Infectious Disease: Botulism antidotes

Upon exposure to Botulinum neurotoxin (BoNT), the toxin enters the body and migrates to motor neurons, internalizes and delivers a protease which inactivates nerve function leading to flaccid paralysis and, in serious cases, death. Once the toxin is inside neurons, antitoxins become ineffective and no therapy exists beyond palliative care. The protease can persist within neurons for many months resulting in long term paralysis. While this is a desirable trait for therapeutic applications, BoNT persistence is problematic when the exposures are accidental or malicious. The Department of Infectious Disease and Global Health is developing biomolecular antidotes for botulism that enter motor neurons and neutralize the toxin protease. Toxin neutralization is effected by VHH-base agents which neutralize the BoNT protease within neurons. Ideally, our goal is to combine toxin neutralization with accelerated destruction of the protease. If successful, similar treatments may become possible for diseases caused by some other intracellular pathogens.

The largest technological challenge to a VHH-based botulism antidote is delivery of the agent into intoxicated neurons. Currently we are focused on a very promising delivery strategy that employs atoxic mutants of BoNT to serve as a ‘Trojan horse’ to specifically deliver the protease-neutralizing VHH agent to intoxicated neurons within botulism patients. This strategy is being developed through a collaboration with the Ichtchenko lab at NYU where the BoNT vectors are being developed. The VHH-based antidote agents created to date have been shown to be effective in mouse models of BoNT intoxication (publications pending).

We believe that an ideal botulism antidote will also target the pathogenic protease for accelerated destruction as a botulism cure. Towards this goal, in collaboration with Synaptic Research LLC, we are seeking to identify agents or motifs that can be genetically fused to the toxin-neutralizing VHH and promote the intraneuronal degradation of the protease itself. One early success employed an F-box motif to create a ‘targeted F-box’ or TFB which promotes the rapid degradation of the VHH-bound BoNT protease using the cell’s own natural protein turnover system (see Kuo et al). Due to difficulties in large scale expression of TFBs, alternative strategies to promote intraneuronal BoNT protease degradation are being developed for testing with funding from NIH NIAID.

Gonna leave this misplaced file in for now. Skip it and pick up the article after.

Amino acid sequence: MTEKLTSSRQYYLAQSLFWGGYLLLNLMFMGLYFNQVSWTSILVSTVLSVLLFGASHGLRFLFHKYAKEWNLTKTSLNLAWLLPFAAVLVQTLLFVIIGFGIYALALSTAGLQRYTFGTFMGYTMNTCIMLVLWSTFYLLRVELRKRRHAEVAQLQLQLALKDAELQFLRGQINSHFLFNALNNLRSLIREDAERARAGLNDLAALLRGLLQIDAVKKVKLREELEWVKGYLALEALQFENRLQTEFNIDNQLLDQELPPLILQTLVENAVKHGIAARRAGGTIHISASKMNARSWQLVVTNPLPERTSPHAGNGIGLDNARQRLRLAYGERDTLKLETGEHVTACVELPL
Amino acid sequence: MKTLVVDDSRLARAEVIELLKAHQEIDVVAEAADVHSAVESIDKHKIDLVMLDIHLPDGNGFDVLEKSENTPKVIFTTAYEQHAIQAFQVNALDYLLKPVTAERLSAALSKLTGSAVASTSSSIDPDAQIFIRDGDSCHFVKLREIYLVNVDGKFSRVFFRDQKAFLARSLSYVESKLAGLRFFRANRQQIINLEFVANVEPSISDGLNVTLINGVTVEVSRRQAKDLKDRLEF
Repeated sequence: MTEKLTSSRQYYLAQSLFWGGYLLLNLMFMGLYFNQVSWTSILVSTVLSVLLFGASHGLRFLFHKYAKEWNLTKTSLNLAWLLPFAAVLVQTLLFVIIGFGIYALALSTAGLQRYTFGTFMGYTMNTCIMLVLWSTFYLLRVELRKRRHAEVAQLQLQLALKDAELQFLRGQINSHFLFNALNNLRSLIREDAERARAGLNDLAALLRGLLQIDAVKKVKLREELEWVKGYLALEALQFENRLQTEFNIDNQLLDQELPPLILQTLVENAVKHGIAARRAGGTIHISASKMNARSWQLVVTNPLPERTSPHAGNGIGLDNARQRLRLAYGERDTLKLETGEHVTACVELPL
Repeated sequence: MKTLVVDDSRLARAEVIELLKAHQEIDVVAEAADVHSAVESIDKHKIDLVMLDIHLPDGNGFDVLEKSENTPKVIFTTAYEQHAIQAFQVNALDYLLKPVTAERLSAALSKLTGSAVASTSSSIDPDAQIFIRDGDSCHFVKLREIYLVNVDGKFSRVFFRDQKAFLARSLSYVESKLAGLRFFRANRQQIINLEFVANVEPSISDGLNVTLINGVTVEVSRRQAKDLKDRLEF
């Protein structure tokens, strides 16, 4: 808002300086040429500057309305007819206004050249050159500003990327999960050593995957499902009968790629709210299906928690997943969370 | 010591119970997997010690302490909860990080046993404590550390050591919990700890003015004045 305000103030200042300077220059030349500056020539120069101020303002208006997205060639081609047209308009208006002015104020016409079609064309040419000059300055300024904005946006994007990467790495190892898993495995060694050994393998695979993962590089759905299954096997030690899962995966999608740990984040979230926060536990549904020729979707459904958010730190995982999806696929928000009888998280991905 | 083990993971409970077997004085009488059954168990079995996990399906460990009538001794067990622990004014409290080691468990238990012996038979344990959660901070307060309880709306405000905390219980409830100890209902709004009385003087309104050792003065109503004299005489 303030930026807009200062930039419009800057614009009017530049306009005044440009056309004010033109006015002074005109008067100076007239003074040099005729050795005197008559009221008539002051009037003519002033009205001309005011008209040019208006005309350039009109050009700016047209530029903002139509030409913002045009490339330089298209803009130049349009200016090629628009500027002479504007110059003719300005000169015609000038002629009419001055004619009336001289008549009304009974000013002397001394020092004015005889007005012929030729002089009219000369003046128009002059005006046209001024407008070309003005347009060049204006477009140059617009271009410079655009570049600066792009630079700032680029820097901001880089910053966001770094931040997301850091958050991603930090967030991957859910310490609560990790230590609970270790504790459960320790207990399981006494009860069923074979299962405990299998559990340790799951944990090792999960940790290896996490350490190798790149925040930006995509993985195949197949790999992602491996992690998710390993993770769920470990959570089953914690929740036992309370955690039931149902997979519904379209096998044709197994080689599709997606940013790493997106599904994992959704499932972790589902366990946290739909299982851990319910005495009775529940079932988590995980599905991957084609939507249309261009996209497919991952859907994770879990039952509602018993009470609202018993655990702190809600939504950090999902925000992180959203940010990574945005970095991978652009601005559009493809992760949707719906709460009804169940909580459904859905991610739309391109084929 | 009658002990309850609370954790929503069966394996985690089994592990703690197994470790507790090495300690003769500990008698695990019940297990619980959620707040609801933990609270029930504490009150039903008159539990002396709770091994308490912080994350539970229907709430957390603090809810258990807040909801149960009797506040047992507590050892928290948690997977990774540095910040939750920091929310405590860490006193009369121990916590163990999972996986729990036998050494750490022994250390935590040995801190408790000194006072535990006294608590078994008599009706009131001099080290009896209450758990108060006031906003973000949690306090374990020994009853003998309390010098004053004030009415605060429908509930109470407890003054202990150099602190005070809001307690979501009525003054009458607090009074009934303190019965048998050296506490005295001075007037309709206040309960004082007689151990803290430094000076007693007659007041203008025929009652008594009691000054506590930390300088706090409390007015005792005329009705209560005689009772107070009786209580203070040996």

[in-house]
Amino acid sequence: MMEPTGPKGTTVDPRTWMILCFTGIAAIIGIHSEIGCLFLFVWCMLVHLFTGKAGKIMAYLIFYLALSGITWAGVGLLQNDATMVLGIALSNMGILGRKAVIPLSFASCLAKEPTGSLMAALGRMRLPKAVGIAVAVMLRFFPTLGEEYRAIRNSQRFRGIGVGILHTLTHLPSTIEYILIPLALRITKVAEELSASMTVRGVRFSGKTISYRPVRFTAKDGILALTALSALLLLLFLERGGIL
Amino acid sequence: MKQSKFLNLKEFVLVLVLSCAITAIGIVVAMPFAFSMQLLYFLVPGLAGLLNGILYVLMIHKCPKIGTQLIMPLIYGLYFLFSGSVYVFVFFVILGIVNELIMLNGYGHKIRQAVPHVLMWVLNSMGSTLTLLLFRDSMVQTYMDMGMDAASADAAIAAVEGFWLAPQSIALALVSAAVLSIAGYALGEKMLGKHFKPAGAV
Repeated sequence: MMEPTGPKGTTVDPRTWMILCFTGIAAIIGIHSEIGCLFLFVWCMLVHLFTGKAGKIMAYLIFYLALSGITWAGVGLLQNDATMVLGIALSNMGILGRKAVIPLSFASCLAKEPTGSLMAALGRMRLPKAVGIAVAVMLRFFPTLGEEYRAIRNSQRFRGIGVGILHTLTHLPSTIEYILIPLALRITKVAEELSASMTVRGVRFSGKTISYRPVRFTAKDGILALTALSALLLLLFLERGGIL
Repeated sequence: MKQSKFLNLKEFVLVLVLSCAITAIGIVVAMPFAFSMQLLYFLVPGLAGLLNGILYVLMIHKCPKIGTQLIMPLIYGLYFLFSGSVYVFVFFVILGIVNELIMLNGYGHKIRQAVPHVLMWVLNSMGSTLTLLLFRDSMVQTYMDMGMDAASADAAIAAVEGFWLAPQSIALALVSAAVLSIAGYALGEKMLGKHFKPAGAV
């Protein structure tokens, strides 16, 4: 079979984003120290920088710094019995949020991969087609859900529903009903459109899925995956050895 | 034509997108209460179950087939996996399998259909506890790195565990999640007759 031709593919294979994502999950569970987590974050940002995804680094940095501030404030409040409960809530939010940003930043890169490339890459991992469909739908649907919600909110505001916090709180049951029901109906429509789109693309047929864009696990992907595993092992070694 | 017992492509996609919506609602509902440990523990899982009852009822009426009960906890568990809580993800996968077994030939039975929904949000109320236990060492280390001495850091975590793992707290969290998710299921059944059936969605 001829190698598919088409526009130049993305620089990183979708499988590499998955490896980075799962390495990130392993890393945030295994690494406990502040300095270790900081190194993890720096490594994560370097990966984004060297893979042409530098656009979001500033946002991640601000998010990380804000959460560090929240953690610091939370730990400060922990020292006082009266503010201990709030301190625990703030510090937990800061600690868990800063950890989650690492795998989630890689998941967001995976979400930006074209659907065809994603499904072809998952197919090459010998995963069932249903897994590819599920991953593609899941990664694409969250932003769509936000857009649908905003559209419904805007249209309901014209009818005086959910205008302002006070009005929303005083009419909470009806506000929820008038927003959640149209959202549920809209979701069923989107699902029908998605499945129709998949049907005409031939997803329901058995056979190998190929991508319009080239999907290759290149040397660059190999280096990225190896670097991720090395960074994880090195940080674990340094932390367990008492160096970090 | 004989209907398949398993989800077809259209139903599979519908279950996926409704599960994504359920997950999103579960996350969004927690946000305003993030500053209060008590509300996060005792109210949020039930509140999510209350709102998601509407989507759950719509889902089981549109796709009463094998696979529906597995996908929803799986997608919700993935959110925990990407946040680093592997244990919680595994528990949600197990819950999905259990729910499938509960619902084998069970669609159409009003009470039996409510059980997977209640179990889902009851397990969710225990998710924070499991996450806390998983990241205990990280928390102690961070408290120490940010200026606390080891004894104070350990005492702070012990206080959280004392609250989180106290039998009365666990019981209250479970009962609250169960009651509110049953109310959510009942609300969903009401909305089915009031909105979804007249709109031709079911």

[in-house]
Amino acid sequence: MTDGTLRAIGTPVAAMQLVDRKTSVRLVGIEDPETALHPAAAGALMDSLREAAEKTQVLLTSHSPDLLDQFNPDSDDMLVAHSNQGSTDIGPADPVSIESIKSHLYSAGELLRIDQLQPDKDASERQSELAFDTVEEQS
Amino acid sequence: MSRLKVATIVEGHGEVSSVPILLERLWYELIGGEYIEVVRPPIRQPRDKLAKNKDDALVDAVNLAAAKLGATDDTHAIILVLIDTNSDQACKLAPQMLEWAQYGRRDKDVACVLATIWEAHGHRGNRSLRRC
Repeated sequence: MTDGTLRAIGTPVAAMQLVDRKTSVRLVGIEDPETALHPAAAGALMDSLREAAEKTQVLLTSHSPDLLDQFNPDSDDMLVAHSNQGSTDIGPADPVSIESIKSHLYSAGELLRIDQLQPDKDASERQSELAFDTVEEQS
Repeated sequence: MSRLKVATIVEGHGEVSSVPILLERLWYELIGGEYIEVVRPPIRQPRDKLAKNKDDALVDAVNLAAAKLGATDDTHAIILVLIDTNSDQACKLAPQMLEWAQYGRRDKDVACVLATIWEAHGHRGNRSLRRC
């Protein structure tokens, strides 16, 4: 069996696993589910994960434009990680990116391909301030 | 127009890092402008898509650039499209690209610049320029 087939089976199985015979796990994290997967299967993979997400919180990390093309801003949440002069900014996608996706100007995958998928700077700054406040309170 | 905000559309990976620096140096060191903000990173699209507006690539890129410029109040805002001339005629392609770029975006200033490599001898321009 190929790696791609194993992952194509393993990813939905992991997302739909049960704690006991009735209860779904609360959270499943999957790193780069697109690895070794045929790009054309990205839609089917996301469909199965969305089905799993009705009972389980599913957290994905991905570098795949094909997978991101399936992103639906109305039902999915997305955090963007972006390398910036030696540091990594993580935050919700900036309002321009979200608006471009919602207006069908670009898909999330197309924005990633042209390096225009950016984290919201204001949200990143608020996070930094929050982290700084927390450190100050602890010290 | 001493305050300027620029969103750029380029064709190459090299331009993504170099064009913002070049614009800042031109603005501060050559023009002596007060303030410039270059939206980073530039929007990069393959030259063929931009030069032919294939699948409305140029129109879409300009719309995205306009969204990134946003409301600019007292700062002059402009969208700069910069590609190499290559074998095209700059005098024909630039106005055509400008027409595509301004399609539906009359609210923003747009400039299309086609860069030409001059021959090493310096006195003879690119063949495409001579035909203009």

1. Shoemaker CB, Oyler GA. 2013. Persistence of botulinum neurotoxin inactivation of nerve function. Curr Top Microbiol Immunol.364:179-96. PMCID: PMC3528263.
  2. Krautz-Peterson, Oyler GA, Feng H, Shoemaker CB. 2012. Retargeting Clostridium difficile toxin B to neuronal cells as a potential vehicle for cytosolic delivery of therapeutic biomolecules to treat botulism. J. Toxicol. 2012:760142.
  3. Kuo CL, Oyler GA, Shoemaker CB. 2011. Accelerated neuronal cell recovery from botulinum neurotoxin intoxication by targeted ubiquitination. PLoS ONE. 6(5):e20352.
  4. Tsai YC, Maditz R, Kuo CL, Fishman PS, Shoemaker CB, Oyler GA, Weissman AM. 2010. Targeting botulinum neurotoxin persistence by the ubiquitin-proteasome system. Proc. Natl. Acad. Sci. USA. 107:16554-9. PMCID: PMC2944746.
  5. Tremblay JM, Kuo CL, Abeijon C, Sepulveda J, Oyler G, Hu X, Jin MM, Shoemaker CB. 2010. Camelid single domain antibodies (VHHs) as neuronal cell intrabody binding agents and inhibitors of Clostridium botulinum neurotoxin (BoNT) proteases. Toxicon. 56:990-8. PMCID: PMC2946066.